All my readers, please note that this is constructive criticism (as well as a fix!) for the new theme, not an emotional rant or complaint.  Ben Goodger has done an awesome job in getting Firefox ready for 0.9.

The first time I fired up Firefox 0.9, I wasn’t too happy with the new, default Firefox theme.  However, It turns out that it mostly the awkward spacing that was making the icons look out-of-place.  As strange as it seems, reducing the spacing makes the entire theme look a lot better.

I managed to reduce the spacing on the toolbar buttons by hacking the skin chrome.  You’ll need to place this in a file named “userChrome.css” under your Mozilla\Firefox\Profiles\profile\chrome directory.

{ padding: 3px !important; }

{ padding: 4px 2px 2px 4px !important; }

Here’s the shot from before (with awkward spacing):

And after tightening up the spacing a bit:

Looks much better to me - not a huge change, but enough to make me feel more comfortable with it.

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Having been using CVS for the last four years in a commercial environment, I’m certainly pretty comfortable with it.  Branching and merging is tricky (sometimes painful) as usual, but losing file history on rename is a killer.  WinCVS has been the gravy on top that keeps us using CVS.  Anyone who might have had the misfortune of trying to work with command-line rcs or cvs knows how much more productive a GUI makes things.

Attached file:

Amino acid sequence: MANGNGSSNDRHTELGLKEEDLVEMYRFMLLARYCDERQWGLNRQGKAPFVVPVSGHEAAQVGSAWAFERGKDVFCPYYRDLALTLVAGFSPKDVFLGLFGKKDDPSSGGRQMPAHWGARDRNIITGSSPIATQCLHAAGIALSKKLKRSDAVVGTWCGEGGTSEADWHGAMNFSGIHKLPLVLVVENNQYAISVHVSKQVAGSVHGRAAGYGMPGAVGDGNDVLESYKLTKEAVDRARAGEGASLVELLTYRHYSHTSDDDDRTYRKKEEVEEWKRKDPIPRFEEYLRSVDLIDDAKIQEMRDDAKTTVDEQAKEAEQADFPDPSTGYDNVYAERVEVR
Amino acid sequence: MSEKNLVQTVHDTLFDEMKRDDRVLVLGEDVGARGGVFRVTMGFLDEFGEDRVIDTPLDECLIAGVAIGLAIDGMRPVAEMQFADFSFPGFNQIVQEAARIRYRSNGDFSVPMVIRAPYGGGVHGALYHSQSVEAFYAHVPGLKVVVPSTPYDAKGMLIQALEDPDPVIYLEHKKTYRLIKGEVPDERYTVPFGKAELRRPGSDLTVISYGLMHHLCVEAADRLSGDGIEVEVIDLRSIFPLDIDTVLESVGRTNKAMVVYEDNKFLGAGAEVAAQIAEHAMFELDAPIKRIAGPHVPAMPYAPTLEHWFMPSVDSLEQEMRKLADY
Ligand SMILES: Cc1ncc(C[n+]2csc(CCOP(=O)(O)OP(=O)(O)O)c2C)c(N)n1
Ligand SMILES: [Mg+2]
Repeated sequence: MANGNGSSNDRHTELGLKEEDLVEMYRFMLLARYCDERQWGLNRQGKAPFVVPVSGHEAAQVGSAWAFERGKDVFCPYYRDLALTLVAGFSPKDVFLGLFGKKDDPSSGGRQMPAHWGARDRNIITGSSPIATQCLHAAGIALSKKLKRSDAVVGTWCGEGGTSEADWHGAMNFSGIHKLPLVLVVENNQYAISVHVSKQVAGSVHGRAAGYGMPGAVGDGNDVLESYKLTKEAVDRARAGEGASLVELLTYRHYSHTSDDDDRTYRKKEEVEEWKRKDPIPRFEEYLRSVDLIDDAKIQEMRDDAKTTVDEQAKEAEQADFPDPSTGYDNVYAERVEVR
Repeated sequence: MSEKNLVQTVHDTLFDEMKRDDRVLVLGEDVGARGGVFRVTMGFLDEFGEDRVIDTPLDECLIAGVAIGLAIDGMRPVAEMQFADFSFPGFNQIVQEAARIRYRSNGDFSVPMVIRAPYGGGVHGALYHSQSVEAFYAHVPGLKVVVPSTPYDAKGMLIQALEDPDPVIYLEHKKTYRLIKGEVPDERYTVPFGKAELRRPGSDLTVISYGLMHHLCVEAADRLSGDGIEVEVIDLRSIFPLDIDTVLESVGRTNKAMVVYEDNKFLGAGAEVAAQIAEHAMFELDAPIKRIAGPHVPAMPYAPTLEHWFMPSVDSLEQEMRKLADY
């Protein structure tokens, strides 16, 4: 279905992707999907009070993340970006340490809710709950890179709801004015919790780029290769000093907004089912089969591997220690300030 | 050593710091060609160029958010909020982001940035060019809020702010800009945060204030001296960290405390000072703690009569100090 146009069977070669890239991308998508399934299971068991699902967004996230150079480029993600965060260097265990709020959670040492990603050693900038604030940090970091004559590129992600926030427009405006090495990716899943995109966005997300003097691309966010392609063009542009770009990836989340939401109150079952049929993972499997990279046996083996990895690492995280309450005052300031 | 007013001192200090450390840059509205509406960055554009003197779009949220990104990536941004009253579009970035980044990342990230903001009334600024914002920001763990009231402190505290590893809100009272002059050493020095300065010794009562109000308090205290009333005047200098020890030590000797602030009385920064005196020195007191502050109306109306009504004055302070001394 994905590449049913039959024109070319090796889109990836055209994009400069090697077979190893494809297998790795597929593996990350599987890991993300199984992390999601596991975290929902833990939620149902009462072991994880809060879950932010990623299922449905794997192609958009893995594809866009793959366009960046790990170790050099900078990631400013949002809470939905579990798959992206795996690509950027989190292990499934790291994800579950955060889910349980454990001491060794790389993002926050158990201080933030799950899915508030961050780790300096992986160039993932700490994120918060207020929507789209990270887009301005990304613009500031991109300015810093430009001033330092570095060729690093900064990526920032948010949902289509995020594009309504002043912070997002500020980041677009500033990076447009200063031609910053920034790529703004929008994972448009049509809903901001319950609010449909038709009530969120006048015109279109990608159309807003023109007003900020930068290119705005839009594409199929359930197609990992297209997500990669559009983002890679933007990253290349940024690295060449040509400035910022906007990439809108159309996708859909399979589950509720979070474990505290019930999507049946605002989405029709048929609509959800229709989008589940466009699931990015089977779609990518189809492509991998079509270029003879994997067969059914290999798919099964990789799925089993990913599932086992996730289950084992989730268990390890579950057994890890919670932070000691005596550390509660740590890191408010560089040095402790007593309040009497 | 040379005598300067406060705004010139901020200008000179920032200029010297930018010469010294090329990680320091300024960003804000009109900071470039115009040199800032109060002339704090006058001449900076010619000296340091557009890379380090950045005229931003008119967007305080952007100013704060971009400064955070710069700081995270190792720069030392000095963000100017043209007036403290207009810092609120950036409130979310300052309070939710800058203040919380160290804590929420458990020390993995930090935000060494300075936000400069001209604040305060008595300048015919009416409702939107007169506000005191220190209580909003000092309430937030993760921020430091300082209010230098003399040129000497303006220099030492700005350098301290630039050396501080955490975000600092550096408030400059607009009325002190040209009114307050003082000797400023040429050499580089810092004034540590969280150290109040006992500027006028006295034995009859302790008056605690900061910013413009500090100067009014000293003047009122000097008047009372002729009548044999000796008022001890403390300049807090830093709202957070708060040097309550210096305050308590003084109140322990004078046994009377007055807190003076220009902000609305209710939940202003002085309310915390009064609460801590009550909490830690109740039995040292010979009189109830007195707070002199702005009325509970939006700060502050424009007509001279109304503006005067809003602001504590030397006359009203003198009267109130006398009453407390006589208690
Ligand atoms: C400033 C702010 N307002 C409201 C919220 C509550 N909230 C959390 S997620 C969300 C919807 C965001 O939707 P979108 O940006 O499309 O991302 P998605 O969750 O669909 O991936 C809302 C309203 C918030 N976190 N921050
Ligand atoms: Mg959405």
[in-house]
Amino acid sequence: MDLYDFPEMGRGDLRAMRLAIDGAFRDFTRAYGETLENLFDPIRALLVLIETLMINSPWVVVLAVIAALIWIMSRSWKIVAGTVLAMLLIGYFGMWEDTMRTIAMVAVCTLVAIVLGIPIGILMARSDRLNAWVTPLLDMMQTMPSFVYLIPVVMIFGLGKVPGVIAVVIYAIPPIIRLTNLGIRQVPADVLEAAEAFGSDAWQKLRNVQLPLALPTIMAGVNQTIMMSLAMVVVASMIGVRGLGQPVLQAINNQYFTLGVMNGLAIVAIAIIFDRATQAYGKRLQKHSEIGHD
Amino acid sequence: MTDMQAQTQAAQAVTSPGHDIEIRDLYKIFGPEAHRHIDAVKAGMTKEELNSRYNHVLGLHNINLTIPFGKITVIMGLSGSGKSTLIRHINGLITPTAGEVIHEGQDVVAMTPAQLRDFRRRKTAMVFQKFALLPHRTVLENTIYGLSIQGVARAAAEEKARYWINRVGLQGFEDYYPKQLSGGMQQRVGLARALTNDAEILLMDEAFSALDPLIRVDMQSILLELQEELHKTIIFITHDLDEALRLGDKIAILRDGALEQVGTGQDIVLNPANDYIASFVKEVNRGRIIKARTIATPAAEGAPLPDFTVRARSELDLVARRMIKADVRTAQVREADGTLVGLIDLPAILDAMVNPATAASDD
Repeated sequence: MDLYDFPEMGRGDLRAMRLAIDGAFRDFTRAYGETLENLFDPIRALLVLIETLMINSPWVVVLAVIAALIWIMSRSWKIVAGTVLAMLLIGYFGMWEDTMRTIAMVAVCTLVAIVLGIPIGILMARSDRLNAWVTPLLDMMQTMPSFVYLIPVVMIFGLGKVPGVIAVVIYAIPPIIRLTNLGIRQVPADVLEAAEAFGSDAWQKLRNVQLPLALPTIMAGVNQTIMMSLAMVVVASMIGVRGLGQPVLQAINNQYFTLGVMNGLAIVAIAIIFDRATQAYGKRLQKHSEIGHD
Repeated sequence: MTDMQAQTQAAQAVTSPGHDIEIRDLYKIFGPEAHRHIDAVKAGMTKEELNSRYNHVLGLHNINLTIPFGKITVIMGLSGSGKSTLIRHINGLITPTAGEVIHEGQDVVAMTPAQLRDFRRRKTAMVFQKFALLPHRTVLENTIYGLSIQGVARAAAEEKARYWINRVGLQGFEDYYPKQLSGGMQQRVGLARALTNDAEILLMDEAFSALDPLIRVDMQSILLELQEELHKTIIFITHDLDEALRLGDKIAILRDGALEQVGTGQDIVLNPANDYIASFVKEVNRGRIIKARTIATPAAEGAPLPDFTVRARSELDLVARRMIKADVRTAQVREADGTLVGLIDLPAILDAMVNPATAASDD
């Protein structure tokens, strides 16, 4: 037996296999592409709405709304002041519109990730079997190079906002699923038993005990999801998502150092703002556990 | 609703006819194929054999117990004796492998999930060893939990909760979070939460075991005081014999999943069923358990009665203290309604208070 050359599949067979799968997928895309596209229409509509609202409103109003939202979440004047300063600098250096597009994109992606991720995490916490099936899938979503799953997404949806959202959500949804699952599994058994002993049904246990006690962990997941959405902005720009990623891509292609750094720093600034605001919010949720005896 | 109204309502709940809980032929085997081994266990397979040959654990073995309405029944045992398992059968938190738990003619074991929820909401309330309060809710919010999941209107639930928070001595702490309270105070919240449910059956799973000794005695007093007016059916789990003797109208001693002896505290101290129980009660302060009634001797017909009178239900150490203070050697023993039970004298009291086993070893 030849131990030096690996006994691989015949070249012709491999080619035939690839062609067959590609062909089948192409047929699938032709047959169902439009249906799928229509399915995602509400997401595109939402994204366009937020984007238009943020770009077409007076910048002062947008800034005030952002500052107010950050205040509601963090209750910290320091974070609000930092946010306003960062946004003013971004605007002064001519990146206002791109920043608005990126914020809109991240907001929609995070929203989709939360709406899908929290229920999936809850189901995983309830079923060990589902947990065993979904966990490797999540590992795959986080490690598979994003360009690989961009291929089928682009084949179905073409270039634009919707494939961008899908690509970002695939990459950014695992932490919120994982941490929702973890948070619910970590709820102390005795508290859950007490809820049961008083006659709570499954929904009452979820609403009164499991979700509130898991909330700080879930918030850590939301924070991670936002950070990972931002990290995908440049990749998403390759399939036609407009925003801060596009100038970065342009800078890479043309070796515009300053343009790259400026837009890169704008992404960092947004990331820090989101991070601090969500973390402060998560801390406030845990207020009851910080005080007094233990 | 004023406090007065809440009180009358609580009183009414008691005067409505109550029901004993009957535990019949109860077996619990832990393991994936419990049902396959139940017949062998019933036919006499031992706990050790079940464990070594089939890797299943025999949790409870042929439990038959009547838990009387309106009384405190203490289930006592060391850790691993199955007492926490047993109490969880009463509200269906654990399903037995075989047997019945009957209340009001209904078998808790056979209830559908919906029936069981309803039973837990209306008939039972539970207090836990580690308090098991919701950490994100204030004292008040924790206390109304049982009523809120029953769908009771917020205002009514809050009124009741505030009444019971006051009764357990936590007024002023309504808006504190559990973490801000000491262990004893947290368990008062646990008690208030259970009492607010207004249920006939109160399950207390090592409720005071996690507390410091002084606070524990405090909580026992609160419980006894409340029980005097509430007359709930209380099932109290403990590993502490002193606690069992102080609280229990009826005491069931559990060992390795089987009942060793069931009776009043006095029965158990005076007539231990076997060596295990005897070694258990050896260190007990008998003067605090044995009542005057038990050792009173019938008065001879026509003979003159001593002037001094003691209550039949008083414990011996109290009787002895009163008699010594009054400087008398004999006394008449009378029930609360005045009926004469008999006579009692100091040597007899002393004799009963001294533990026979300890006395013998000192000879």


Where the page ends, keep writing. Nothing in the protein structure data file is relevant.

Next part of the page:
I’ve been evaluating alternatives in the next generation of free SCC applications.  Given the above issues I’ve had with CVS, my requirements are:

  • Supports directory/file renaming with file history saving
  • Supports common-ancestor file merging (ie: multiple merges to a branch won’t conflict)
  • Has a reasonably good GUI to support 90% of the CLI functionality

My “nice-to-haves” would be:

  • Visual Studio integration
  • Conflict resolution via “three-file method” (file.mine, file.other, file.ancestor) versus embedded conflict markers (CVS-style >>>>>> and <<<<<< markers)
  • Easy on-line backup capability (for any SCC system running off a database)

I’m crossing my fingers waiting for Subversion to support the multiple-merge support.  It feels like the project with the most elegant and future-proof design.  It certainly is a pain to get up and running on some older RedHat distributions (db4 and Apache 2.0 requirements).

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Myself and a number of co-workers entered the IntensIT competition here in Calgary.  The competition is designed for IT workers, the goal being to write as much of a complete system as possible within eight hours. 

We ended up taking 1st-place overall thanks entirely to the excellent meshing of our team.  I suppose this proves that methodology doesn’t matter whatsoever, but people do…  at least when you’re creating an entire system in eight hours, that is.

Oh yeah- using NUnit, NAnt, Draco.NET and CVS really do make your life easier when you’re under the gun.

You can see the other winners here.

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